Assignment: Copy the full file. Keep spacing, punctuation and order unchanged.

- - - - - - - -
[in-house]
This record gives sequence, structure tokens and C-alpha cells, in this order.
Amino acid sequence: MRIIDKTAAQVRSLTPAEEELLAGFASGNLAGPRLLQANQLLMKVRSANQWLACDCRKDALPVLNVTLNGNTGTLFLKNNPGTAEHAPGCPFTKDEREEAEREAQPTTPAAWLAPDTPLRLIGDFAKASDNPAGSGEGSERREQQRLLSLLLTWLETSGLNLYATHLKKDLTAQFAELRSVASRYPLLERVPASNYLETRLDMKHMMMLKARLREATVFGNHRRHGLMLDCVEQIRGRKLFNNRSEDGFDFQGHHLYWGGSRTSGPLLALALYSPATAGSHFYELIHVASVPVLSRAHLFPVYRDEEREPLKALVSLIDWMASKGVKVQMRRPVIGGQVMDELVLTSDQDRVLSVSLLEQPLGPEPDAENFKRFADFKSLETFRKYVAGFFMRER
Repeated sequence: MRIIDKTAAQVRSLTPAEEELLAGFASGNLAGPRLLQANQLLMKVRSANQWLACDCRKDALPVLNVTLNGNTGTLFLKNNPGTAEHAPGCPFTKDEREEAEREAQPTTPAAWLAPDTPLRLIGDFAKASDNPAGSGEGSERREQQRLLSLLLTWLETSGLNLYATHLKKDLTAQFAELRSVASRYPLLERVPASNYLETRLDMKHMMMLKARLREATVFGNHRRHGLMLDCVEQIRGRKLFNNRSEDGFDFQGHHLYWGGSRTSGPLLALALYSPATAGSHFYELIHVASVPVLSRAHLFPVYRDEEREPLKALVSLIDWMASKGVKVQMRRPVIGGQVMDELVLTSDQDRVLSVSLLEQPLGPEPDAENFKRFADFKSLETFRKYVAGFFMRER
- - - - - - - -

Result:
[in-house]
This record gives sequence, structure tokens and C-alpha cells, in this order.
Amino acid sequence: MRIIDKTAAQVRSLTPAEEELLAGFASGNLAGPRLLQANQLLMKVRSANQWLACDCRKDALPVLNVTLNGNTGTLFLKNNPGTAEHAPGCPFTKDEREEAEREAQPTTPAAWLAPDTPLRLIGDFAKASDNPAGSGEGSERREQQRLLSLLLTWLETSGLNLYATHLKKDLTAQFAELRSVASRYPLLERVPASNYLETRLDMKHMMMLKARLREATVFGNHRRHGLMLDCVEQIRGRKLFNNRSEDGFDFQGHHLYWGGSRTSGPLLALALYSPATAGSHFYELIHVASVPVLSRAHLFPVYRDEEREPLKALVSLIDWMASKGVKVQMRRPVIGGQVMDELVLTSDQDRVLSVSLLEQPLGPEPDAENFKRFADFKSLETFRKYVAGFFMRER
Repeated sequence: MRIIDKTAAQVRSLTPAEEELLAGFASGNLAGPRLLQANQLLMKVRSANQWLACDCRKDALPVLNVTLNGNTGTLFLKNNPGTAEHAPGCPFTKDEREEAEREAQPTTPAAWLAPDTPLRLIGDFAKASDNPAGSGEGSERREQQRLLSLLLTWLETSGLNLYATHLKKDLTAQFAELRSVASRYPLLERVPASNYLETRLDMKHMMMLKARLREATVFGNHRRHGLMLDCVEQIRGRKLFNNRSEDGFDFQGHHLYWGGSRTSGPLLALALYSPATAGSHFYELIHVASVPVLSRAHLFPVYRDEEREPLKALVSLIDWMASKGVKVQMRRPVIGGQVMDELVLTSDQDRVLSVSLLEQPLGPEPDAENFKRFADFKSLETFRKYVAGFFMRER